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sometimes raking the wall from the top to the bottom as he came heavily to the floor. The bamboo rafters, under our feet, were several times shaken and displaced, as the enormous animal sprang upwards against the wall, and once, when he struck the roof with more than usual force, our two Malays leaped down, and betook themselves to flight, nor could either threats or promises induce them to return. We even began, ourselves, to fear that he might break through the roof, or, what would be still more dangerous, bring down a part of it, with those whom it sustained, into the room below. We, therefore, removed to a neighbouring house, which, being a story higher, overlooked the dwelling where the tiger was confined, and the owner of which readily permitted us to occupy. From the top of this house our party continued to aim at the opening made by the Malays in the roof of the other, trusting that, as the animal was continually changing his place, some fortunate ball might yet give him his deathwound. More than an hour was spent in loading and discharging our pieces in this manner, without any other apparent effect than that of increasing the rage of the animal.

In the mean time the sun had risen, and the house-tops in the suburbs of Madras were tinged

with the crimson light. I well remember looking about me and beholding the flat roofs, for a considerable distance, thronged with the natives who stood to witness the combat. It seemed as if all the inmates of these habitations, both male and female, old and young, had gone up to their house-tops; and when I looked at their dark faces, their small but handsome figures, their flowing drapery, their motionless and eager attitudes, I could almost have thought them so many groups of statues placed on those elevated pedestals, were I not occasionally reminded of their being human by the sight of a father or mother anxiously directing the attention of their child to the house we occupied. In the meantime our party received a reinforcement; two or three Europeans and several natives, armed with muskets, joined us, and a brisker fire was opened upon the building in which the tiger was confined. It did not last long, for, on a sudden, we heard a terrible shriek, accompanied with a loud crash; the door of the building was thrown to the distance of several yards, and the tiger bounded forth at liberty. A few long leaps took him beyond the reach of our fire, and he was seen moving off towards the uninhabited country.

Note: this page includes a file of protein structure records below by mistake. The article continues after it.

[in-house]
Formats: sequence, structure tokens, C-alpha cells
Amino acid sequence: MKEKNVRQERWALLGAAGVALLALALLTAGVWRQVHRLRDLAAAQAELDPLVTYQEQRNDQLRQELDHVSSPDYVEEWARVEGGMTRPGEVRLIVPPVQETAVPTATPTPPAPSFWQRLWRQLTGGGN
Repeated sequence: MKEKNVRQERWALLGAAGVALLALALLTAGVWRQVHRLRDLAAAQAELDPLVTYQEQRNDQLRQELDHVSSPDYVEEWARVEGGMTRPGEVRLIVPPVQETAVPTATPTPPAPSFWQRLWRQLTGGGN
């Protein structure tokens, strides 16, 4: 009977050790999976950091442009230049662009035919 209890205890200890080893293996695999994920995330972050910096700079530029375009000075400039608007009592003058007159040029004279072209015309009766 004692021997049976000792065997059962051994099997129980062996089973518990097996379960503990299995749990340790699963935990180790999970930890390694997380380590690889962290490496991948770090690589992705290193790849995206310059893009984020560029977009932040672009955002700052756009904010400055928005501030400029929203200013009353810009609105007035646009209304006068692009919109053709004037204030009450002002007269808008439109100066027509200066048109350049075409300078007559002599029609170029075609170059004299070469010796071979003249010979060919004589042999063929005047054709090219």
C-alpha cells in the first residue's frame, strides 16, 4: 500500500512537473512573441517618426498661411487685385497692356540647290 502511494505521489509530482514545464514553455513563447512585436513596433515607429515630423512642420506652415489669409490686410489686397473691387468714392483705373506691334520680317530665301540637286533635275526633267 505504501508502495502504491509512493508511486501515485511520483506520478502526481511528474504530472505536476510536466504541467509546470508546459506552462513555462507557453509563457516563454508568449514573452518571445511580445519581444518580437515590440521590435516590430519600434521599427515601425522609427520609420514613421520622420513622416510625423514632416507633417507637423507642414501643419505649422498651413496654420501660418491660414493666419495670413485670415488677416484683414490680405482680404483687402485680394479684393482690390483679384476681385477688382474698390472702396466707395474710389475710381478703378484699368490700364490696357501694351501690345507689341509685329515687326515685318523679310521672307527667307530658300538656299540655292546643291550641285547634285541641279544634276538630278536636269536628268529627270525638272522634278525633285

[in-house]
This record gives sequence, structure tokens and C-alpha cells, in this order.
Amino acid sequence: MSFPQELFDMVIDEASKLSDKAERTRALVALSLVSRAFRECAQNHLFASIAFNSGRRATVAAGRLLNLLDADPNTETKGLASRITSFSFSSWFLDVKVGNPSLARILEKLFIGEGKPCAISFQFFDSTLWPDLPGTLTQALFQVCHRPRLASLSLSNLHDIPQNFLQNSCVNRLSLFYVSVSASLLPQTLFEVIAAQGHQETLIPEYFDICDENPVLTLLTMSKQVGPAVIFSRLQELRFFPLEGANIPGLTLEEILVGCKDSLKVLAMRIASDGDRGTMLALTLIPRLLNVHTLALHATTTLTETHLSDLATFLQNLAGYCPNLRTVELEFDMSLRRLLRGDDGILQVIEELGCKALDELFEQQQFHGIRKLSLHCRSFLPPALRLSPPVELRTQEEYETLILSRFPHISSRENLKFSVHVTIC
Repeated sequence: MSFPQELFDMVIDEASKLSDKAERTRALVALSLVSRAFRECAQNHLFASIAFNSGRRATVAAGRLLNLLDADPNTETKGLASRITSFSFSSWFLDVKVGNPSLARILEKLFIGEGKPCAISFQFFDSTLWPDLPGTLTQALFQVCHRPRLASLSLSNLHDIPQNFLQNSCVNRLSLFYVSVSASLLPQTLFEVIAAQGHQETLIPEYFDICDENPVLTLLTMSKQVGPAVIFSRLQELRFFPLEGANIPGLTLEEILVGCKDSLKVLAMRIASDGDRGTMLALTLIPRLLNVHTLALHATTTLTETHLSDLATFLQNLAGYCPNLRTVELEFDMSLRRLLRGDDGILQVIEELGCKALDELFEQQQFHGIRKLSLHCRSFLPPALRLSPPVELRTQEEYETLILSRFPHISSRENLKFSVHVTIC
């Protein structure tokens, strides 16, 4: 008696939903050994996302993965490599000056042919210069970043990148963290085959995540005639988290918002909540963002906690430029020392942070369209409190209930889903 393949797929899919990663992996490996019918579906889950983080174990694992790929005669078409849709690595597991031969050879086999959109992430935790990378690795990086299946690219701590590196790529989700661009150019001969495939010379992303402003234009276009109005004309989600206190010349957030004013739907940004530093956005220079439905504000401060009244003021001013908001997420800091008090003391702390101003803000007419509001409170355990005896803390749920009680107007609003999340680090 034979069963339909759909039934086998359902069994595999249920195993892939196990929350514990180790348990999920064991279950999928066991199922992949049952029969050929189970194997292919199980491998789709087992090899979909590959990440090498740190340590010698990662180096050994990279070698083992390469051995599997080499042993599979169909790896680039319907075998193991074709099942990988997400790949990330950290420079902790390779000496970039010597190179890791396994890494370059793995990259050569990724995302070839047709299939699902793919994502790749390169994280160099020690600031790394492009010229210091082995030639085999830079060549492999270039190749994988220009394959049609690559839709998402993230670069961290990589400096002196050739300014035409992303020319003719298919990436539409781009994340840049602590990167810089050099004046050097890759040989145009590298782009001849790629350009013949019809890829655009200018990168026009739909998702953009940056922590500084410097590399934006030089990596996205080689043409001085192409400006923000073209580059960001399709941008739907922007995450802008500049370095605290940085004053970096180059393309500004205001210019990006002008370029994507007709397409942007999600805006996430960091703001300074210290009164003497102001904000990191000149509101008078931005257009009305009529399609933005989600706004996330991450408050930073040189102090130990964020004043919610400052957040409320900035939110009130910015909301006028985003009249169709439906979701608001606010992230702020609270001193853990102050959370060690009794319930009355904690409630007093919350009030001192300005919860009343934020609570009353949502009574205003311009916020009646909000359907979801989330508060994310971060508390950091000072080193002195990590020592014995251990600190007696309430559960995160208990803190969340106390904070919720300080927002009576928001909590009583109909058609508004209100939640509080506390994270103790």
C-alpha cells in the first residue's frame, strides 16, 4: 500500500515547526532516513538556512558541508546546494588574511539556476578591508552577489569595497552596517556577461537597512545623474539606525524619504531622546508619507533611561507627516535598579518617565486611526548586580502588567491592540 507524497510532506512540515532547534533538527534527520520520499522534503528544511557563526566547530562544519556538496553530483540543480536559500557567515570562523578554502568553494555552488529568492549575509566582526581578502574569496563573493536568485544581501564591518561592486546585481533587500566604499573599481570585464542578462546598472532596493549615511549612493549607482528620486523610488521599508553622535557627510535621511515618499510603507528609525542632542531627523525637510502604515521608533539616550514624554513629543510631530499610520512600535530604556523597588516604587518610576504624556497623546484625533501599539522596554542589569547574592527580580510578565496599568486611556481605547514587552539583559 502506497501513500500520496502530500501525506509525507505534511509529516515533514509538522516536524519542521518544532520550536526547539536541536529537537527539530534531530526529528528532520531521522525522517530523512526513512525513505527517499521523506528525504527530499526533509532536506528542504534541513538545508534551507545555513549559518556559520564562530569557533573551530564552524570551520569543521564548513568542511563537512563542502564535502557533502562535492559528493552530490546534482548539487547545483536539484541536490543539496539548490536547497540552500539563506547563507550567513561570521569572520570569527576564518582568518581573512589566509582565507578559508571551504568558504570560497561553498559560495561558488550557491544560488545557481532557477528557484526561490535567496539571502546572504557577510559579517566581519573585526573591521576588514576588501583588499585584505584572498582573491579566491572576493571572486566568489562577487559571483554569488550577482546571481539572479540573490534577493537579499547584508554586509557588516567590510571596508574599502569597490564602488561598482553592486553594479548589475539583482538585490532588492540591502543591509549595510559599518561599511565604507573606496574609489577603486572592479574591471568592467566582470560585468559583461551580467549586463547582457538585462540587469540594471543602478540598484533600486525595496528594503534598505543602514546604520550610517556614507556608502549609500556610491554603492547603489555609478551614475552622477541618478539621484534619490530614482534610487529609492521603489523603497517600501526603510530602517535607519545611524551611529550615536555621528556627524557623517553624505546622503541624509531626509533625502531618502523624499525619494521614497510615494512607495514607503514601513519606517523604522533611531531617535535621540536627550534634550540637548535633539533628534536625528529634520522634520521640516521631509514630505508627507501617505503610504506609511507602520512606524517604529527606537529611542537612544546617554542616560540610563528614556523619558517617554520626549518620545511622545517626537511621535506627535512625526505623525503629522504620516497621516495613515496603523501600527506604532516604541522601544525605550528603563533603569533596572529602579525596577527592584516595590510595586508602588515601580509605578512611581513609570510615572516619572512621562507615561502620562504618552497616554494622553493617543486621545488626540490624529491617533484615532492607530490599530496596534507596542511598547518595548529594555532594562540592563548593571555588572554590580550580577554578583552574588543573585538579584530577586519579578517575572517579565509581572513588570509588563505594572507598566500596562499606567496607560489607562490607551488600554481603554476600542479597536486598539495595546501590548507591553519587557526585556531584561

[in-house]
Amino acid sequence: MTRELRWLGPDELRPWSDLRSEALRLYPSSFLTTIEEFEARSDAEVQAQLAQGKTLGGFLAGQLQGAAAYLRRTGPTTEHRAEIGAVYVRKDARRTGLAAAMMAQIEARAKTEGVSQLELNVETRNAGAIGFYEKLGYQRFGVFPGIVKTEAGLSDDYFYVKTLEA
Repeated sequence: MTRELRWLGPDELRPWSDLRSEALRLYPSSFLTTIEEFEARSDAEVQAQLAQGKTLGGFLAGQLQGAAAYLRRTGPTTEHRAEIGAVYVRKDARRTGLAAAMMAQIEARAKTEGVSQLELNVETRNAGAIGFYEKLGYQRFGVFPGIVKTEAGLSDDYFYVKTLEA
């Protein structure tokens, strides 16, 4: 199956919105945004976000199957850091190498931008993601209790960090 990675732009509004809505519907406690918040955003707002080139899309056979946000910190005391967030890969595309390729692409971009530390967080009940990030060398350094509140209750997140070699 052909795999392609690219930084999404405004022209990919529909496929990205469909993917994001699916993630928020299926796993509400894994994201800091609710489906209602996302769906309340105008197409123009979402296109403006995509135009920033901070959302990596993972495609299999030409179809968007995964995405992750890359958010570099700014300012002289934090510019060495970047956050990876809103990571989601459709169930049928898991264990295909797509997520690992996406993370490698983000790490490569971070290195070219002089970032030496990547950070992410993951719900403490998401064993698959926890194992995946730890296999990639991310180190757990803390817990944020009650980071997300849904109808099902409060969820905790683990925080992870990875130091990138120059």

We immediately formed a party to pursue him. We were fifty in all, and well armed with

muskets, carbines, and lances. After having proceeded two or three miles, we suddenly lost track of the animal, and halted to recover it on a closer examination. We were arranged in a scattered file, along a path which followed the windings of a river close to its high and steep bank, and which was so narrow that two persons could not conveniently walk abreast. On one side of this path the ground, covered with low shrubs, descended more than twenty feet to the bed of the river, which was nearly dry; and on the other, a strip of rank tropical vegetation separated it from a luxuriant wood of acacias and trees of the palm kind, enclosed with a thick brush fence. Some of our party proceeded a few paces forward in the path, others returned a little way back, and all were intently occupied in the endeavour to discover some traces of the tiger's steps. I also lent what aid I was able to the examination, for having the misfortune to be exceedingly short-sighted, I could assist but little. I applied to my eye a glass, which I always carried about me in my waistcoat pocket, suspended to my neck by a narrow black ribbon, to remedy the defect of my vision. I first looked carefully along the skirt of the wood, and scanned, one by one, the openings among the